Ruffalo told The Playlist “it’s the story of a writer and his best friend, and a kind of crazy love triangle they get into,” and more specifically the play is about two thirty-something friends who fall for the same prostitute in Amsterdam. Ruffalo and Billy Crudup play the friends, and now Kirsten Dunst will be their shared obsession. Read More »
Posted on Wednesday, October 5th, 2011 by Angie Han
Olivia Wilde has landed the coveted role of ’70s supermodel Suzy Miller in Rush, Ron Howard‘s Peter Morgan-scripted drama about the real-life rivalry between British Formula One driver James Hunt (Chris Hemsworth) and Austrian racer Niki Lauda (Daniel Bruhl). Miller married the womanizing Hunt, but then fell in love with Hunt’s friend Richard Burton. Burton agreed to pay the $1 million divorce settlement that Hunt owned Miller, and then married Miller.
Howard is reportedly eyeing Russell Crowe to play the supporting role of Burton, but it doesn’t sound like negotiations are too far along at this time. Rush began preliminary shooting last month, but real principal photography is starting soon. [Deadline]
After the jump, Billy Crudup gets to show off his comedic chops while Helen Hunt, Maggie Grace, and Aaron Paul get to fight breast cancer.
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Sony has released the first movie trailer for Ryan Murphy’s adaptation of Elizabeth Gilbert‘s best-selling memoir Eat, Pray, Love. Julia Roberts plays “a happily married woman realizes her life needs to go in a different direction, and after a painful divorce, she takes off on a round-the-world journey.” Watch the trailer now, embedded after the jump.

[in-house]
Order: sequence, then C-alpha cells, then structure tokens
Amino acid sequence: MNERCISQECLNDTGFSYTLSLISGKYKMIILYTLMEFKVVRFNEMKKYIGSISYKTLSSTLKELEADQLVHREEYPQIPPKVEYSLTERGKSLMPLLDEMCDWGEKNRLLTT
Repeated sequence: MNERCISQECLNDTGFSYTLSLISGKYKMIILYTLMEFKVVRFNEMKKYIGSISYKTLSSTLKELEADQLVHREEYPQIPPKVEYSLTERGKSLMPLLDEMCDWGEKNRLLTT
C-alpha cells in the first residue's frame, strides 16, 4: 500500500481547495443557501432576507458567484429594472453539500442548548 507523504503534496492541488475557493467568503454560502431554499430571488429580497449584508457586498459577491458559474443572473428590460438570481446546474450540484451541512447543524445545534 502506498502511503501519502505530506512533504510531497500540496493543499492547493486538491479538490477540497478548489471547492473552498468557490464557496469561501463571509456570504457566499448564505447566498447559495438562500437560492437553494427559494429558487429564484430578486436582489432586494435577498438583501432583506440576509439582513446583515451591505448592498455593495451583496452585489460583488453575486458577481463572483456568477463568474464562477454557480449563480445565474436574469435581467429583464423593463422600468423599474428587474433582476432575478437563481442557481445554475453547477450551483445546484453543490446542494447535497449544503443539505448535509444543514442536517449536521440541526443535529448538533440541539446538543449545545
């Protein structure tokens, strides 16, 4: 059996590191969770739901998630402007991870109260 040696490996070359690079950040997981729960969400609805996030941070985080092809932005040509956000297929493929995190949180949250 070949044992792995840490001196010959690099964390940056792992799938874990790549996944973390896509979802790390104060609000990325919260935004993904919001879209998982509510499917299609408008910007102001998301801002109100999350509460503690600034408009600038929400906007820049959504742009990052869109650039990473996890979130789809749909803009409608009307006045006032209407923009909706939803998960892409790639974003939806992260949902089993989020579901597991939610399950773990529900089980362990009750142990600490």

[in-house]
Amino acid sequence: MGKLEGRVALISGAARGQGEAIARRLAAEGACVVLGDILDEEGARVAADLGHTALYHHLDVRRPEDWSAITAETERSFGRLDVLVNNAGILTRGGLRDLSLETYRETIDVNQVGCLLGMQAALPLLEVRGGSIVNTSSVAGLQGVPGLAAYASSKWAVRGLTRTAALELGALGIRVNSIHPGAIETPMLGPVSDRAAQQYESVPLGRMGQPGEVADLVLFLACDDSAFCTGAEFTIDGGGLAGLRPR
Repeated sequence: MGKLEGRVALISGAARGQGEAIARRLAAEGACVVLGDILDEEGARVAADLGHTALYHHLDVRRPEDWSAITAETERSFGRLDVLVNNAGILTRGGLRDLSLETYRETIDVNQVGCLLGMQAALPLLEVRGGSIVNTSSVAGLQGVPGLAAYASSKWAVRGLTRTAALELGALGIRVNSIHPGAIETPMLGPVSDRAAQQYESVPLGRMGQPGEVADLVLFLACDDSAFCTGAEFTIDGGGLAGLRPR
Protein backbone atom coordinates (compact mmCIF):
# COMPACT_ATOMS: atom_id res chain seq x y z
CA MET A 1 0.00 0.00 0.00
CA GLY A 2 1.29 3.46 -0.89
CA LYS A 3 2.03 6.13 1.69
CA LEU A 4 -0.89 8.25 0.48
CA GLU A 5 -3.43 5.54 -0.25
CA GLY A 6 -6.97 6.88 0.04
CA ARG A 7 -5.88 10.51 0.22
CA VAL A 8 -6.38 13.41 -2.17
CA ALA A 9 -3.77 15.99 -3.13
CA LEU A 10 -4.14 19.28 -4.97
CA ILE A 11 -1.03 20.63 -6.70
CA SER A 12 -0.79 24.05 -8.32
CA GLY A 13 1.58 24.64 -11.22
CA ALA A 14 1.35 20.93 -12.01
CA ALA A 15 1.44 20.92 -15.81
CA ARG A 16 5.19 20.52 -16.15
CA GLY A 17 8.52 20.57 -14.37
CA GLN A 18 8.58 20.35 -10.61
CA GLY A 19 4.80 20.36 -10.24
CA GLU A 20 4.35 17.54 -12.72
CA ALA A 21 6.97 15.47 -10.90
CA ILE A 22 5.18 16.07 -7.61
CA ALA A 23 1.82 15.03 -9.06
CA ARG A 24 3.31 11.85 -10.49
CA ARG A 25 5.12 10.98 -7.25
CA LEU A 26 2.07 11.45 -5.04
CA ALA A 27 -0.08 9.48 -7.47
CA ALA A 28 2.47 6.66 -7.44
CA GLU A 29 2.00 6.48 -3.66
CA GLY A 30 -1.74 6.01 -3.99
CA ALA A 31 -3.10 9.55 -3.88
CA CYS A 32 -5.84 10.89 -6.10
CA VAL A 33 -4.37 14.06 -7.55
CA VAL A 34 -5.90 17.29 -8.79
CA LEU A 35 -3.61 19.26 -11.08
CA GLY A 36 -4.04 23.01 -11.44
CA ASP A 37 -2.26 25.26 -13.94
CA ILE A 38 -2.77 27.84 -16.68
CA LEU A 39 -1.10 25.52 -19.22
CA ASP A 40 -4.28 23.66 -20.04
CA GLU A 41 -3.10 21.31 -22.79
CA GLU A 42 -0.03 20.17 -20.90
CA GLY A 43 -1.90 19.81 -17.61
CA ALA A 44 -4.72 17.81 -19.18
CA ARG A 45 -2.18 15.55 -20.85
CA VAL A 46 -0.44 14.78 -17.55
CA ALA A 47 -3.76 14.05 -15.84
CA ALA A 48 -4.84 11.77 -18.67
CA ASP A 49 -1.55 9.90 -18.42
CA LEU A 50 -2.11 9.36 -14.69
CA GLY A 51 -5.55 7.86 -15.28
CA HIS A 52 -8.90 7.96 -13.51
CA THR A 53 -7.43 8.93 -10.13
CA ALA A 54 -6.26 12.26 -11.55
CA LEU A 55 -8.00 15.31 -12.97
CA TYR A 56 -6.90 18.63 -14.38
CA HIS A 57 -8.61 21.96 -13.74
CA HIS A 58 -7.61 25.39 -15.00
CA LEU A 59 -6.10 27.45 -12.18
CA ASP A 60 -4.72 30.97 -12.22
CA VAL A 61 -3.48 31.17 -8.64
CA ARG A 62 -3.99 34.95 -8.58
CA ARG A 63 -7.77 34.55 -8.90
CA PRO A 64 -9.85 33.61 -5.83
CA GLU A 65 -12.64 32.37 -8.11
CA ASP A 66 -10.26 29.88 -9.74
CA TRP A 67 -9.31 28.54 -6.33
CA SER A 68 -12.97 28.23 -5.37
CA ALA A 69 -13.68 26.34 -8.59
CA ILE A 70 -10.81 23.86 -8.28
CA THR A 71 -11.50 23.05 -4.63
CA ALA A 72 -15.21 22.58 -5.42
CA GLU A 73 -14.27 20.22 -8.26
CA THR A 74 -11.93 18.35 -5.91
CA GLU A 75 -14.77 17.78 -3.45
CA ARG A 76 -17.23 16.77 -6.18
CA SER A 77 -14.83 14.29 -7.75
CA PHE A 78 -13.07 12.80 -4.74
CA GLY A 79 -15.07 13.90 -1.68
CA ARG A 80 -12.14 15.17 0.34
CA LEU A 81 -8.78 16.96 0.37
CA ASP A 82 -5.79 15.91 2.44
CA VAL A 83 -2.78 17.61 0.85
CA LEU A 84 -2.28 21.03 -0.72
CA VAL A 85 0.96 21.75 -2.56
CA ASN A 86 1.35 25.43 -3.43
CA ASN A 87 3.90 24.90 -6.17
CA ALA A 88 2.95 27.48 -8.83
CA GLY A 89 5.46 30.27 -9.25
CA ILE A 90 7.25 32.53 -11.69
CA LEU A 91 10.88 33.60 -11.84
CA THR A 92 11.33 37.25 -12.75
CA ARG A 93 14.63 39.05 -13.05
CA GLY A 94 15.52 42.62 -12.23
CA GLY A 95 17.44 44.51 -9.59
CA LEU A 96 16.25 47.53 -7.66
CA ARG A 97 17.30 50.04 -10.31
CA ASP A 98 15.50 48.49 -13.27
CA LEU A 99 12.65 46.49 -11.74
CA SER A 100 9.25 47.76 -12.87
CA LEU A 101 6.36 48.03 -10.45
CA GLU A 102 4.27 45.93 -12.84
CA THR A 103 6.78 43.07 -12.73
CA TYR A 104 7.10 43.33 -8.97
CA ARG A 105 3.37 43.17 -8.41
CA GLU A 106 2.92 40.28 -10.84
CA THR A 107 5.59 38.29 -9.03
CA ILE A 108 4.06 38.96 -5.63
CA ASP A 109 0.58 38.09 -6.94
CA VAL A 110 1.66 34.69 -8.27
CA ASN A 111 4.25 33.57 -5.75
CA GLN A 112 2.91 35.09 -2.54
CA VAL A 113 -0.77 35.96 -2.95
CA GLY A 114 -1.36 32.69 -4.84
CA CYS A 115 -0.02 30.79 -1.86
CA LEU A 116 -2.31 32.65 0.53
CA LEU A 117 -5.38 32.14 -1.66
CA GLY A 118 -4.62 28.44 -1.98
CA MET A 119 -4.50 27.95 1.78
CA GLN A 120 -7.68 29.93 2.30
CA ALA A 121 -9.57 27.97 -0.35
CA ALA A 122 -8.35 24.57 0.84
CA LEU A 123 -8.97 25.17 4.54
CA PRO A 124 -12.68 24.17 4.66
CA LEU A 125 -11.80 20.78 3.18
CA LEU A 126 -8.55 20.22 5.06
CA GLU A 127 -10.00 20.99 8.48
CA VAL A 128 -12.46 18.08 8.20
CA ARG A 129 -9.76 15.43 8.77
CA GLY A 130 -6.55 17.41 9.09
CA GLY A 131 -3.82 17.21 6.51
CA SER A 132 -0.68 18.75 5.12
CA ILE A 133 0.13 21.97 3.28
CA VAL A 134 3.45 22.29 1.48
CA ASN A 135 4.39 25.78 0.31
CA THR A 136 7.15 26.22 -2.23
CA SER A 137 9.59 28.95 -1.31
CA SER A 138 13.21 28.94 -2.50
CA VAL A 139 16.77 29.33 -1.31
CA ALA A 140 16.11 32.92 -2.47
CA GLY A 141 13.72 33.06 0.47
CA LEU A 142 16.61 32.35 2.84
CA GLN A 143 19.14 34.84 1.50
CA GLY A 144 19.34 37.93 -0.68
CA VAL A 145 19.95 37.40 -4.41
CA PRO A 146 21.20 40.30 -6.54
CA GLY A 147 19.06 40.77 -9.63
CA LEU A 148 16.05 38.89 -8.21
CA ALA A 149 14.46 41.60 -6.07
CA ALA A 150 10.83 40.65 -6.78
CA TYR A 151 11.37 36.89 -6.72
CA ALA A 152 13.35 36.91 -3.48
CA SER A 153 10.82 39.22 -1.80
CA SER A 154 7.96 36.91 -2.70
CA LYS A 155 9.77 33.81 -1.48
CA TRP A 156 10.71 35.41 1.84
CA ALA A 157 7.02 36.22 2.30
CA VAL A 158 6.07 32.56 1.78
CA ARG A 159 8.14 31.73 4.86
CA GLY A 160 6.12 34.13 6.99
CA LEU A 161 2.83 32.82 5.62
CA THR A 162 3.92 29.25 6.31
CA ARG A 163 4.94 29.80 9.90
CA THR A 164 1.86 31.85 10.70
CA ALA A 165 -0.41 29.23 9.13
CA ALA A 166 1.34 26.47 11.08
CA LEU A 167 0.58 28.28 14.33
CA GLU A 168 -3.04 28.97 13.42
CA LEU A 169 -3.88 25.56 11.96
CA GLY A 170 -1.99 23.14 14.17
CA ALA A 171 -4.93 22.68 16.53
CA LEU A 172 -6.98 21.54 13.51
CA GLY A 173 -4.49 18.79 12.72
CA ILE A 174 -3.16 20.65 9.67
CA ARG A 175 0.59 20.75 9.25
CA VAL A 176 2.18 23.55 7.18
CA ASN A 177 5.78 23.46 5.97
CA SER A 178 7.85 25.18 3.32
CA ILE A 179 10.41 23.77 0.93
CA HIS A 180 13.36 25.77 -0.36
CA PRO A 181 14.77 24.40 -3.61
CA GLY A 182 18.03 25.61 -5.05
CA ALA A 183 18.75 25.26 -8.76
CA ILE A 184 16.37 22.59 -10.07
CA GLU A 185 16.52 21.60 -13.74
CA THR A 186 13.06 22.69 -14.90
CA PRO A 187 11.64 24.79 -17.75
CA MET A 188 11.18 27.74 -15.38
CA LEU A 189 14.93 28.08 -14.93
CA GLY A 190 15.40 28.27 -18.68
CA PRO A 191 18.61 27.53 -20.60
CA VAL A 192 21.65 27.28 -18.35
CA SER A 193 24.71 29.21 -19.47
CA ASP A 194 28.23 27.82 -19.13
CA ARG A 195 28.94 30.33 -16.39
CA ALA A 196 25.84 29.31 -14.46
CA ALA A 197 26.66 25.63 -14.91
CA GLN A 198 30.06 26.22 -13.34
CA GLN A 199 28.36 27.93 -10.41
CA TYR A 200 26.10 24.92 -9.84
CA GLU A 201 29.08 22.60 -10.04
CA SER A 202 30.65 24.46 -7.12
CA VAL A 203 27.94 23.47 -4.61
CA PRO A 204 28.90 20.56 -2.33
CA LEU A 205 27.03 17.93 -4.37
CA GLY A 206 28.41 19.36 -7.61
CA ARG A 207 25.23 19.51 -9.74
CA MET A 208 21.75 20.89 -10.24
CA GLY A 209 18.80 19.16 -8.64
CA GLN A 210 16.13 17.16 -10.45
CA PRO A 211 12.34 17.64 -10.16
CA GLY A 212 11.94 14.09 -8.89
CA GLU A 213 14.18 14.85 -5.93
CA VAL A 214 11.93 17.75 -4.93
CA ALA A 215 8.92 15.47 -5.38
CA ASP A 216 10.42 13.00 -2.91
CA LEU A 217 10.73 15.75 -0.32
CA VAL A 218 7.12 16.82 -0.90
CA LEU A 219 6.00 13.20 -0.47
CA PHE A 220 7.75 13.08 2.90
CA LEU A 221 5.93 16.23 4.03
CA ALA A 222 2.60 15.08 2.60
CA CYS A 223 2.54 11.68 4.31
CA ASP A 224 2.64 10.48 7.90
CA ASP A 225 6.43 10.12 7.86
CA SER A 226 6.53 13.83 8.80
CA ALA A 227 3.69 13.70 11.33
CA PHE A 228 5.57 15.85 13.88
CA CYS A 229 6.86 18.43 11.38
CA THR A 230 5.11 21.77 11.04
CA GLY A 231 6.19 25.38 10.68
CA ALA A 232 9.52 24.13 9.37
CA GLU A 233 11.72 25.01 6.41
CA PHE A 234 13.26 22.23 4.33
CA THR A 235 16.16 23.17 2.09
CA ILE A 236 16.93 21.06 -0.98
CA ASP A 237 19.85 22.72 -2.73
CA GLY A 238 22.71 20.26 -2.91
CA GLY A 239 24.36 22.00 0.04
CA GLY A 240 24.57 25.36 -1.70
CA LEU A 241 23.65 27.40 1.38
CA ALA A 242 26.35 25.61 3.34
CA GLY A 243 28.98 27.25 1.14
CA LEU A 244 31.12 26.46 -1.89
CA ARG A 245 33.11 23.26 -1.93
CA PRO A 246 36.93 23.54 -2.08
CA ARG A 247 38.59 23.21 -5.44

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While Hollywood held its breath in anticipation of this morning’s Oscar nominations, a few new casting notes slipped out, mostly for upcoming indies. For example, Orlando Bloom will take the lead role in The Good Doctor, which he’ll produce as well. Written by John Enbom, the film is about “a frustrated doctor looking to impress his superiors and colleagues. When his 18-year-old patient, admitted for a kidney infection, provides him with the esteem he so craves, the doctor tampers with her treatment so that she’ll have to stay at the hospital with him.”
Co-starring with Bloom may be an excellent cast: Michael Pena, Troy Garity, Courtney Ford, Taraji P. Henson, Rob Morrow and J.K. Simmons are all negotiating roles. [THR]
After the break, new cast members for the indie The Convincer, which sounds like a point of interest for fans of movies like Fargo. Read More »
Cool Posts From Around the Web:
Funny Or Die’s GI Joe parody probably has a bigger all-star cast than the actual movie. Written by Daniel Strange & Kevin Umbricht, The Ballad of GI Joe shows us what the GI Joes do in their off time for fun, through a brilliant musical number.
The list of stars features include: Laz Alonso as Doc, Alexis Bledel as Lady Jaye, Billy Crudup as Zartan, Zach Galifiankais as Snow Job, Tony Hale as Dr. Mindbender, Vinnie Jones as Destro, Joey Kern as Tomax and Xamot, Chuck Liddell as Gung Ho, Julianne Moore as Scarlett, Henry Rollins as Duke, Alan Tudyk as Shipwreck, Olivia Wilde as The Baroness, and Sgt. Slaughter as Himself. Watch the video embedded after the jump.
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It’s a really slow news day (how can you follow Ridley Scott going back to Alien?) so here are a few small casting notes to chew on. First, appropriately, is the news that Billy Crudup has joined the adaptation of best-selling memoir Eat, Pray Love. Variety notes that he’ll work alongside Julia Roberts, Javier Bardem and Richard Jenkins under the direction of Ryan Murphy. Crudup will play husband to Roberts’ protagonist, who leaves him behind to undertake a global journey of self-discovery. The film goes before cameras next week.
Meanwhile, three actors have been added to the science fiction action flick Battle: Los Angeles, and they’re all after the jump. Read More »